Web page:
Upon hearing McDonough’s story, Caribu CEO Maxeme Tuchman was moved to act. She quickly realized that her innovative technology could solve a real and urgent need for firefighters on the frontlines and immediately wanted to do something to help.

“We’re so proud to be able to show our support for the firefighters that are dedicated to our safety and keeping the wildfires at bay,” said Tuchman. “We offer free access to all active members of the military; it just made sense to do the same for wildland firefighters who are also away from home for long stretches of time. If Caribu can make just one part of keeping our heroes close to their families easier, we’ve done our job.”

Caribu makes virtual story time easily accessible to parents. With only a smartphone and data plan or Wi-Fi, firefighters are instantly connected with their family back home through a shared screen interactive video-call.

Anyone fighting in, or directly affected by wildfires, is eligible to participate in the Caribu Firefighter Family Initiative. Simply download Caribu from the Apple App Store and use promo code: BRAVE.

Click here to register for the app.

Click here for more information.

Published in Social media
This past June 14 marked the first anniversary of the Grenfell Tower fire in London, England, that blaze was one of the most tragic fires in the history of the modern United Kingdom. Seventy-two people died and more than 70 were injured.
Published in Codes and standards
For close to twenty years,  NFPA 1620 has been the de facto standard for pre-incident planning in North America. NFPA 1620 specifies the minimum information that needs to be part of a pre-incident fire plan, which includes a building’s occupancy and use, architecture and design, safety features and equipment, surrounding buildings, entrances and exits, and contact information of managing staff.
Published in Hot topics
How many lives could be saved if emergency responders knew when a cluster of opioid overdoses would occur in advance?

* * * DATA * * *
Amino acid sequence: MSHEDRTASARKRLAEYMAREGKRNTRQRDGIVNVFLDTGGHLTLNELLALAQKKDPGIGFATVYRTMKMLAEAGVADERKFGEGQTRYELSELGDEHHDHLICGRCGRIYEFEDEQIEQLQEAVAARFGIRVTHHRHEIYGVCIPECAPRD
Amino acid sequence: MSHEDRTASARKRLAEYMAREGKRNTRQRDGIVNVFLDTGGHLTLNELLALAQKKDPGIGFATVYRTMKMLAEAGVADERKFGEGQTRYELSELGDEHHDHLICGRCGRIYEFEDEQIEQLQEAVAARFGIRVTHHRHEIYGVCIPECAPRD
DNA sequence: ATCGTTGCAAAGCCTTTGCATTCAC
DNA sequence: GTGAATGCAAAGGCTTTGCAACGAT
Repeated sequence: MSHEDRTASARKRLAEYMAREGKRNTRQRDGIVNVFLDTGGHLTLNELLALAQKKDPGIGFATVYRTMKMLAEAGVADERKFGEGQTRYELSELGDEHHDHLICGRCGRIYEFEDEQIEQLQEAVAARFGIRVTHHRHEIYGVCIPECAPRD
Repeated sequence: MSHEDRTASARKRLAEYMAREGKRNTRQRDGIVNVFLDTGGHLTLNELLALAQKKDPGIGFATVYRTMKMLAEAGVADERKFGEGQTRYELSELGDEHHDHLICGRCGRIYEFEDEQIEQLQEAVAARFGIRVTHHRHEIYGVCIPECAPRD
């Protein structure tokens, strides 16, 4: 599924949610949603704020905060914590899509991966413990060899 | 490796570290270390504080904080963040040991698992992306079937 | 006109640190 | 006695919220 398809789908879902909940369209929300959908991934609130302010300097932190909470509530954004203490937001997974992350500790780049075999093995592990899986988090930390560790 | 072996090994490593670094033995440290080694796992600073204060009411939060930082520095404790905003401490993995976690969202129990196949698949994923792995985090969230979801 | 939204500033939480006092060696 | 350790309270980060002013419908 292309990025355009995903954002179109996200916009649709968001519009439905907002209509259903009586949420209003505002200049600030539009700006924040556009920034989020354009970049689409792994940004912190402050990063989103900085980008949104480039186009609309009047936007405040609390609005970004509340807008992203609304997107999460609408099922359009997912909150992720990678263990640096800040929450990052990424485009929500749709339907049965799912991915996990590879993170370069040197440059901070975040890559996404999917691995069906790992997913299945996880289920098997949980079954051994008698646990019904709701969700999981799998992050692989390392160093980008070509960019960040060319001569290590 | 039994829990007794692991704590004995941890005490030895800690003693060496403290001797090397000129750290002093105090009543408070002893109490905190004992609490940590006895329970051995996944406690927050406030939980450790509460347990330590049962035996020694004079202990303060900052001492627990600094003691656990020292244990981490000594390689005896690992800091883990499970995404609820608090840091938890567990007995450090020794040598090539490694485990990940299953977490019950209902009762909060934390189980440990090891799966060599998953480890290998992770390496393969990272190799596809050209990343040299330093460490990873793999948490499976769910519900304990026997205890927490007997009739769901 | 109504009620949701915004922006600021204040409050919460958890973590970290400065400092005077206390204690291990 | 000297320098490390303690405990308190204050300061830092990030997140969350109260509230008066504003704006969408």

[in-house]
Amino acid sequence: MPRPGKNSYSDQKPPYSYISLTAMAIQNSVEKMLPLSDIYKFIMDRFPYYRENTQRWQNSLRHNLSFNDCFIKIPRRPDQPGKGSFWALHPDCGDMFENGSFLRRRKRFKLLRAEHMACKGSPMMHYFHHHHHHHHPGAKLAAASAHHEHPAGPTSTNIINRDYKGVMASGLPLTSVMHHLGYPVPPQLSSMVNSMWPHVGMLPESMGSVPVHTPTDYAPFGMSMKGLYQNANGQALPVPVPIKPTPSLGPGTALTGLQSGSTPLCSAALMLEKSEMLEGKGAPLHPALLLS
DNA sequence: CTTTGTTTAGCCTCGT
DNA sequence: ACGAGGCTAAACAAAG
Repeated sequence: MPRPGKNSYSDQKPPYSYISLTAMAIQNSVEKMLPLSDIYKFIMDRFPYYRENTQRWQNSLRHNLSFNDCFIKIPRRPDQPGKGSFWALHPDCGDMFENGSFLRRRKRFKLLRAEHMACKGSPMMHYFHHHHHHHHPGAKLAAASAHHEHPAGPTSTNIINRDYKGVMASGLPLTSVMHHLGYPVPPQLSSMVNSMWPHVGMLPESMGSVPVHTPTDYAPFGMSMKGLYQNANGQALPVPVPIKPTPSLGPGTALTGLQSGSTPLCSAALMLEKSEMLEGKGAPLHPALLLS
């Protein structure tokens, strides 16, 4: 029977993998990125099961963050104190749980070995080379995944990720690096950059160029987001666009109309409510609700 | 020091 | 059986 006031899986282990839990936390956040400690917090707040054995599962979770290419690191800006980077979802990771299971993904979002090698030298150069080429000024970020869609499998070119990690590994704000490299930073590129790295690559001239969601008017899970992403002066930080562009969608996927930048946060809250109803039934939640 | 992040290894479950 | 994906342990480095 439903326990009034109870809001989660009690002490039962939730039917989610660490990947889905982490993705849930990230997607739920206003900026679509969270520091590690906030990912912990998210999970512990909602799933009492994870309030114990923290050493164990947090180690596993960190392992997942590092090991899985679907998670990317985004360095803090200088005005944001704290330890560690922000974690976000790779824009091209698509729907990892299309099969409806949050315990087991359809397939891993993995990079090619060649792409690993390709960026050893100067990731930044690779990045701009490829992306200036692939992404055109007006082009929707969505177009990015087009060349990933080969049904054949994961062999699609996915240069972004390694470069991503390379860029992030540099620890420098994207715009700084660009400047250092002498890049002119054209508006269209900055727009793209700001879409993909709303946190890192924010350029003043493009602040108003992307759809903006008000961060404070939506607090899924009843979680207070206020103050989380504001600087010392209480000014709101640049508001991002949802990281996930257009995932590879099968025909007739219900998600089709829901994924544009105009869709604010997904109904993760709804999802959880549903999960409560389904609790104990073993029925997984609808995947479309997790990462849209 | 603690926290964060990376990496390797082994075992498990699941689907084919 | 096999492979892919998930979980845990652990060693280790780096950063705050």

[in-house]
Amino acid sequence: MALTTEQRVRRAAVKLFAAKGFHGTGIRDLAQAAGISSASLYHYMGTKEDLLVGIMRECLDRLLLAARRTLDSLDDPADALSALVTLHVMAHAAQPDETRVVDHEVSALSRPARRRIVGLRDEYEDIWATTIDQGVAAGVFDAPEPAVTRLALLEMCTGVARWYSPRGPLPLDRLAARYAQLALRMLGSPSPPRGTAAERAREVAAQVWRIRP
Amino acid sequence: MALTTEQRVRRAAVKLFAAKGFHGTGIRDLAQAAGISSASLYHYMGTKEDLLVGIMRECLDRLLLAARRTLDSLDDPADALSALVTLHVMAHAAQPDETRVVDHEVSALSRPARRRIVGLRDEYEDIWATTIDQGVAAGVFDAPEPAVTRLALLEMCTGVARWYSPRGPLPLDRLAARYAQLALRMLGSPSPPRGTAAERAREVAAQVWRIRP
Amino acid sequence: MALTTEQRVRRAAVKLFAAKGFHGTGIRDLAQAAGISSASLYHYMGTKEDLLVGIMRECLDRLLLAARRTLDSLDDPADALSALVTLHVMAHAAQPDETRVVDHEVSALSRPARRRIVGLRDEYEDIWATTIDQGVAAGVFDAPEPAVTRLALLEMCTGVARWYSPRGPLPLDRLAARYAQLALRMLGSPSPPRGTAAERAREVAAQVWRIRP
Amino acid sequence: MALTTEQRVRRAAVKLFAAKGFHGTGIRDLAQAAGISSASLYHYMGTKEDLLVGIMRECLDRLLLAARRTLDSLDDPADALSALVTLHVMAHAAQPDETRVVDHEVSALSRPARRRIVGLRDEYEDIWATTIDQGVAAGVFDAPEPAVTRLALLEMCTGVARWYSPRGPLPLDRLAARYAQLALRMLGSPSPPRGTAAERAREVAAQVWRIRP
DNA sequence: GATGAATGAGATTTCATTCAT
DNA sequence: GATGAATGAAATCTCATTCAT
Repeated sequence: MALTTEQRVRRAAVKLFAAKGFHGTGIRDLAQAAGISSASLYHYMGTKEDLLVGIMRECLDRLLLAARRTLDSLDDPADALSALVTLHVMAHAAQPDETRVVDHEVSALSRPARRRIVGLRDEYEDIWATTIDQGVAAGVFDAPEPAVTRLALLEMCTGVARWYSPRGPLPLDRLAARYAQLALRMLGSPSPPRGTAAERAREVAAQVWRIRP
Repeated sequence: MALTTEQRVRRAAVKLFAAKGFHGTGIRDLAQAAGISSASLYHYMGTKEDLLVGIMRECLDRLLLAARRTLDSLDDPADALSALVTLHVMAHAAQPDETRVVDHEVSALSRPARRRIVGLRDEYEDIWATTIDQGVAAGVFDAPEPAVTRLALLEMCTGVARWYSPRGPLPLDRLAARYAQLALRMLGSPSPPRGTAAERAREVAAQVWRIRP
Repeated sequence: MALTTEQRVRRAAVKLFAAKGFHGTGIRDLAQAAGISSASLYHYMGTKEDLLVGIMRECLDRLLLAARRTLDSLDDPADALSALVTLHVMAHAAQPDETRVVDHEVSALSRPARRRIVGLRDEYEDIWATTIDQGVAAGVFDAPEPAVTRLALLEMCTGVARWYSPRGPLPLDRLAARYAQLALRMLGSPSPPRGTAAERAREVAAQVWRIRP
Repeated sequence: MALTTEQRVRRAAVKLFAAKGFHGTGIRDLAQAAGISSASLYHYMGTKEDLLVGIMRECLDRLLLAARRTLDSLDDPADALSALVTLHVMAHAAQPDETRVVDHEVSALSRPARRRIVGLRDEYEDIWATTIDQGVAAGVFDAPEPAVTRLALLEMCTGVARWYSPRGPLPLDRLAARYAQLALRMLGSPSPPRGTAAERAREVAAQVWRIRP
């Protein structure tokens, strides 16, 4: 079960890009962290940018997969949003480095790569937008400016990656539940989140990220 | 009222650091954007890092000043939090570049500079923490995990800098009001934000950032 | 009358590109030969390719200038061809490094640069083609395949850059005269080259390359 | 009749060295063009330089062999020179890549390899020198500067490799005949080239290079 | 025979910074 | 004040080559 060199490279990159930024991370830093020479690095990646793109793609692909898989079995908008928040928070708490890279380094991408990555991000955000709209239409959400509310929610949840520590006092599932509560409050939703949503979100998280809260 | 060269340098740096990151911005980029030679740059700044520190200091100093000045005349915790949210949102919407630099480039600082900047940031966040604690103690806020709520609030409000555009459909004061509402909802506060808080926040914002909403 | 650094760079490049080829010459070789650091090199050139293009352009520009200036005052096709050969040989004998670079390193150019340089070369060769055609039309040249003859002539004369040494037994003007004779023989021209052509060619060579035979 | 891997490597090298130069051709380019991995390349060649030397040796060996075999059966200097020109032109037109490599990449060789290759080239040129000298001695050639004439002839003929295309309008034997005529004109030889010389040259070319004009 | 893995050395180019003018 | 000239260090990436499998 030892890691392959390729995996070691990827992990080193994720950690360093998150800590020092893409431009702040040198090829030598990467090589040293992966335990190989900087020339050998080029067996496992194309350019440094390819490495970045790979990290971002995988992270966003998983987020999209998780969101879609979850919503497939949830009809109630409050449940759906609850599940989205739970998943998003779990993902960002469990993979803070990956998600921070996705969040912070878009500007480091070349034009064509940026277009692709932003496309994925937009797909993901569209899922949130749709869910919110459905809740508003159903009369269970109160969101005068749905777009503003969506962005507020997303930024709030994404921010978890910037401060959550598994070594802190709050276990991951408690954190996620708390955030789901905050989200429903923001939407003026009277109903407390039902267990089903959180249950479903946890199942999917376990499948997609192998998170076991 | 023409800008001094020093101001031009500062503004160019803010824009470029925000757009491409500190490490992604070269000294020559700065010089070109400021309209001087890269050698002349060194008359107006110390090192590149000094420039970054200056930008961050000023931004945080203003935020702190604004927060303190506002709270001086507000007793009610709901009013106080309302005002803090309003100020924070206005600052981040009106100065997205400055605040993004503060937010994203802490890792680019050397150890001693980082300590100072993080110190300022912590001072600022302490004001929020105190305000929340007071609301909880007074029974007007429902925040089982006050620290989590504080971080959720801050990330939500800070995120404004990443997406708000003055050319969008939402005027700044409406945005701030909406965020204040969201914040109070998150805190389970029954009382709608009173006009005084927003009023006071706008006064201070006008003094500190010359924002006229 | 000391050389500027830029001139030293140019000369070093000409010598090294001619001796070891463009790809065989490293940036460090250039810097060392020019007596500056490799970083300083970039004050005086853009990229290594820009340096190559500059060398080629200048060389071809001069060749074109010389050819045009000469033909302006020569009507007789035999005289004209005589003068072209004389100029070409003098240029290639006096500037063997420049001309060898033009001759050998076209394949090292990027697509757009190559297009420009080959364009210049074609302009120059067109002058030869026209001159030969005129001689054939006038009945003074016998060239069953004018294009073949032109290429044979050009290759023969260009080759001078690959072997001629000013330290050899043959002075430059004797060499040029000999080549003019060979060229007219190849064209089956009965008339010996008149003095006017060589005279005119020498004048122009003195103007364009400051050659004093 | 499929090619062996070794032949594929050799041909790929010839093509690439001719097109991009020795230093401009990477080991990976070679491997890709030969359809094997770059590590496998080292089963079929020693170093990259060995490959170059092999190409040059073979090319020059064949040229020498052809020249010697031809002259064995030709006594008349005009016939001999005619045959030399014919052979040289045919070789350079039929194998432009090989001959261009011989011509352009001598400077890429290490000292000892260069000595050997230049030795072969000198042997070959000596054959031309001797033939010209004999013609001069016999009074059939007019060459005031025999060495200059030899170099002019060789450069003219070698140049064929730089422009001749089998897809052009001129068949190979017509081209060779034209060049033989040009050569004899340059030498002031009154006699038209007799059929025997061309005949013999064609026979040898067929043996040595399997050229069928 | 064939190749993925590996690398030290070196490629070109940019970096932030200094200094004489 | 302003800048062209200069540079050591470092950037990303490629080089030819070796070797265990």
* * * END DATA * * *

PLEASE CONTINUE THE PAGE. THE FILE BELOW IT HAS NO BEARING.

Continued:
Published in Response
In celebration of the 60th anniversary of Fire Fighting in Canada, we asked our Facebook friends what they think has been the most significant development in fire fighting.
Published in Hot topics
Purchasing the latest technology is not always the right choice for a fire department. Brad Harvey, a member of Scott Safety's business intelligence team, suggests three keys to success when it comes to understanding technology applications in fire services: stay grounded, engage in innovation and leverage data.

Harvey discussed what's involved in those measures during Fire Fighting in Canada's webinar Exploring innovation, held on March 24.

Toronto Deputy Chief Darrell Reid, the webinar's second speaker, shared details about his department's recent technology advancements, including the Toronto Radio Infrastructure Project – a radio system designed for the city's fire, police and EMS services – and performance and analytics technologies such as DarkHorse Analytics and LiveMUM move-up module.

"We are a department that maybe hasn't always embraced technology as quickly as we might have," Reid said, "but in the past few years there has been a real step forward in terms of getting the right people into important positions who have that knowledge in terms of analytics, business intelligence, how to make business cases that are really developed and derived from evidence."